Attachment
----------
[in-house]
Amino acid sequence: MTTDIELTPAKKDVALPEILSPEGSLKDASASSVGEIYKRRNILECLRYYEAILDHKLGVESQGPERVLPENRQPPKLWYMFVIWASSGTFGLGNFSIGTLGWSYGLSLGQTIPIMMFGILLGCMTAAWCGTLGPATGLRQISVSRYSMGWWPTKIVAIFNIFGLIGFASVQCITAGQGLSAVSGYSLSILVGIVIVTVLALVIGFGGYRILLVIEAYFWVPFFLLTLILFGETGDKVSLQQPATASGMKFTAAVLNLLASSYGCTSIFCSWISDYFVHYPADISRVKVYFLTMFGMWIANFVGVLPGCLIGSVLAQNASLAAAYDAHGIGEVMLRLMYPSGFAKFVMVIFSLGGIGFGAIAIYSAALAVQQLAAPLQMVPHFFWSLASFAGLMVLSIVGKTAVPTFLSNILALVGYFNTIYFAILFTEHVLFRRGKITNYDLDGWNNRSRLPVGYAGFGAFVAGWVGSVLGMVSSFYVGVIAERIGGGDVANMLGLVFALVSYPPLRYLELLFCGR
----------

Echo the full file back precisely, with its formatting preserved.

[in-house]
Amino acid sequence: MTTDIELTPAKKDVALPEILSPEGSLKDASASSVGEIYKRRNILECLRYYEAILDHKLGVESQGPERVLPENRQPPKLWYMFVIWASSGTFGLGNFSIGTLGWSYGLSLGQTIPIMMFGILLGCMTAAWCGTLGPATGLRQISVSRYSMGWWPTKIVAIFNIFGLIGFASVQCITAGQGLSAVSGYSLSILVGIVIVTVLALVIGFGGYRILLVIEAYFWVPFFLLTLILFGETGDKVSLQQPATASGMKFTAAVLNLLASSYGCTSIFCSWISDYFVHYPADISRVKVYFLTMFGMWIANFVGVLPGCLIGSVLAQNASLAAAYDAHGIGEVMLRLMYPSGFAKFVMVIFSLGGIGFGAIAIYSAALAVQQLAAPLQMVPHFFWSLASFAGLMVLSIVGKTAVPTFLSNILALVGYFNTIYFAILFTEHVLFRRGKITNYDLDGWNNRSRLPVGYAGFGAFVAGWVGSVLGMVSSFYVGVIAERIGGGDVANMLGLVFALVSYPPLRYLELLFCGR